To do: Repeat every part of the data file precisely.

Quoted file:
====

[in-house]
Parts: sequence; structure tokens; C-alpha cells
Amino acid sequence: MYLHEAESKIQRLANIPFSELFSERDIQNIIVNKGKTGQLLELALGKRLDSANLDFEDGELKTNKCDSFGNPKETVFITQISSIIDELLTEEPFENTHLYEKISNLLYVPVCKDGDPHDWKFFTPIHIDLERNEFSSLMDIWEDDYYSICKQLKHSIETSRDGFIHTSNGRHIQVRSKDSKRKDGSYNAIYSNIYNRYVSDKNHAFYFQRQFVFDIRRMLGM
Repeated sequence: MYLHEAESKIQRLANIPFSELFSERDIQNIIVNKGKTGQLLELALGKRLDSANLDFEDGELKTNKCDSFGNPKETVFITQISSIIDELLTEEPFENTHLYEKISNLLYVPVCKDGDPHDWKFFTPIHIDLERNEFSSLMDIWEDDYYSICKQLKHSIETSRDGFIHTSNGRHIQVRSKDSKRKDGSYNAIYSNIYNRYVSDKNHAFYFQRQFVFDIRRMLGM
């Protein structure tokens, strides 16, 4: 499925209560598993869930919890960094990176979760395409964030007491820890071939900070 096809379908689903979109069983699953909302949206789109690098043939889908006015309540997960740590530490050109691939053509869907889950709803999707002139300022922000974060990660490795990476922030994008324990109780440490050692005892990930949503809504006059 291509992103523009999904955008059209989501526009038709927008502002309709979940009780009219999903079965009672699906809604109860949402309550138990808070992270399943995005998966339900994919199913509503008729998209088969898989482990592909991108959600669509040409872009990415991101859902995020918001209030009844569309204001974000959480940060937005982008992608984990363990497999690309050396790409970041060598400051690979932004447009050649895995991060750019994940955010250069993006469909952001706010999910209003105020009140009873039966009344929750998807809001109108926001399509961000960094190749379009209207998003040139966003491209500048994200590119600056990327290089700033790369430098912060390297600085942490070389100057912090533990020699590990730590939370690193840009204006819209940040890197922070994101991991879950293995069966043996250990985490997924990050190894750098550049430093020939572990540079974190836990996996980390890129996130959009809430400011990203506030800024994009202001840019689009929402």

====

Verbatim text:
[in-house]
Parts: sequence; structure tokens; C-alpha cells
Amino acid sequence: MYLHEAESKIQRLANIPFSELFSERDIQNIIVNKGKTGQLLELALGKRLDSANLDFEDGELKTNKCDSFGNPKETVFITQISSIIDELLTEEPFENTHLYEKISNLLYVPVCKDGDPHDWKFFTPIHIDLERNEFSSLMDIWEDDYYSICKQLKHSIETSRDGFIHTSNGRHIQVRSKDSKRKDGSYNAIYSNIYNRYVSDKNHAFYFQRQFVFDIRRMLGM
Repeated sequence: MYLHEAESKIQRLANIPFSELFSERDIQNIIVNKGKTGQLLELALGKRLDSANLDFEDGELKTNKCDSFGNPKETVFITQISSIIDELLTEEPFENTHLYEKISNLLYVPVCKDGDPHDWKFFTPIHIDLERNEFSSLMDIWEDDYYSICKQLKHSIETSRDGFIHTSNGRHIQVRSKDSKRKDGSYNAIYSNIYNRYVSDKNHAFYFQRQFVFDIRRMLGM
């Protein structure tokens, strides 16, 4: 499925209560598993869930919890960094990176979760395409964030007491820890071939900070 096809379908689903979109069983699953909302949206789109690098043939889908006015309540997960740590530490050109691939053509869907889950709803999707002139300022922000974060990660490795990476922030994008324990109780440490050692005892990930949503809504006059 291509992103523009999904955008059209989501526009038709927008502002309709979940009780009219999903079965009672699906809604109860949402309550138990808070992270399943995005998966339900994919199913509503008729998209088969898989482990592909991108959600669509040409872009990415991101859902995020918001209030009844569309204001974000959480940060937005982008992608984990363990497999690309050396790409970041060598400051690979932004447009050649895995991060750019994940955010250069993006469909952001706010999910209003105020009140009873039966009344929750998807809001109108926001399509961000960094190749379009209207998003040139966003491209500048994200590119600056990327290089700033790369430098912060390297600085942490070389100057912090533990020699590990730590939370690193840009204006819209940040890197922070994101991991879950293995069966043996250990985490997924990050190894750098550049430093020939572990540079974190836990996996980390890129996130959009809430400011990203506030800024994009202001840019689009929402």